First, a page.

NCPA - National Center for Policy Analysis

Academic Value of Non-Academics

November 17, 2011

With school districts struggling to keep their noses above budget waters and voters howling about taxes, schools are turning increasingly toward their student activities as a potential cost-cutting area.  But a growing body of research suggests there is a link between afterschool activities and graduating from high school, going to college and becoming a responsible citizen, says June Kronholz, a contributing editor for Education Next.

  • According to researchers, the odds of attending college were 97 percent higher for youngsters who took part in school-sponsored activities for two years than for those who didn't do any school activities.
  • Similarly, the odds of completing college were 179 percent higher, and the odds of voting eight years after high school, a proxy for civic engagement, were 31 percent higher.
  • Comparing activity-involved students with those who are not, three times as many of the prior group had a grade point average of 3.0 or higher and twice as many scored in the top quarter on math and reading tests.

Detractors of after-school programs have suggested that analysts are assuming causality in the majority of these studies.  Accordingly, they acknowledge the correlation between involvement and academic success, but they claim the relationship is reversed: students who are good at school are more likely to join clubs and groups.  However, several studies have controlled for this possibility and hold that at least part of the correlation is explained by activities improving performance.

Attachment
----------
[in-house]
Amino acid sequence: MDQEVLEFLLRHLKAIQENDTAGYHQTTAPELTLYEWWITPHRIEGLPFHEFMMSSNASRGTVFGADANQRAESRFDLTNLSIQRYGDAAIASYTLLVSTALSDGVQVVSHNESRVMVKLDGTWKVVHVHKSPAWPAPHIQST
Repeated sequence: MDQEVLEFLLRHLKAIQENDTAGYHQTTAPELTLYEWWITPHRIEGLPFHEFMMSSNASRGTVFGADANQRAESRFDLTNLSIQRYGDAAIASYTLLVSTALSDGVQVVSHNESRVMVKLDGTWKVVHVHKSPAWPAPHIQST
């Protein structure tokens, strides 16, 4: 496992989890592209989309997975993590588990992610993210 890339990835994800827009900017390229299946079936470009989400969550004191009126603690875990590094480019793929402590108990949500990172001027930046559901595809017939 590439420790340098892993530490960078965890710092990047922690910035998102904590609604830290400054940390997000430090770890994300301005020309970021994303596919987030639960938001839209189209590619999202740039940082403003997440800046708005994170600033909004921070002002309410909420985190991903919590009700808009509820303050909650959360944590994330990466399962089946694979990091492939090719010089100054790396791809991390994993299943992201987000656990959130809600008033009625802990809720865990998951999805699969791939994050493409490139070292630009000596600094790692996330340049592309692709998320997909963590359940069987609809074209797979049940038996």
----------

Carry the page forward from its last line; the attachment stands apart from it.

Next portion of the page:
This phenomenon has been explained through a number of theories.  Some believe that participation in activities allows students to spend more time with role-model adults.  Others have put forth that students who participate in clubs improve their social lives and are therefore more likely to find school as a whole to be a more enjoyable experience.

Finally, activities that take place after school seem to bridge the gap for students so that they can avoid those times of day in which children and teenagers are most likely to participate in unproductive activities.  Juvenile crimes are at their peak immediately following school hours, and those students who do go home watch record-breaking amounts of television.

Source: June Kronholz, "Academic Value of Non-Academics," Education Next, Winter 2012.

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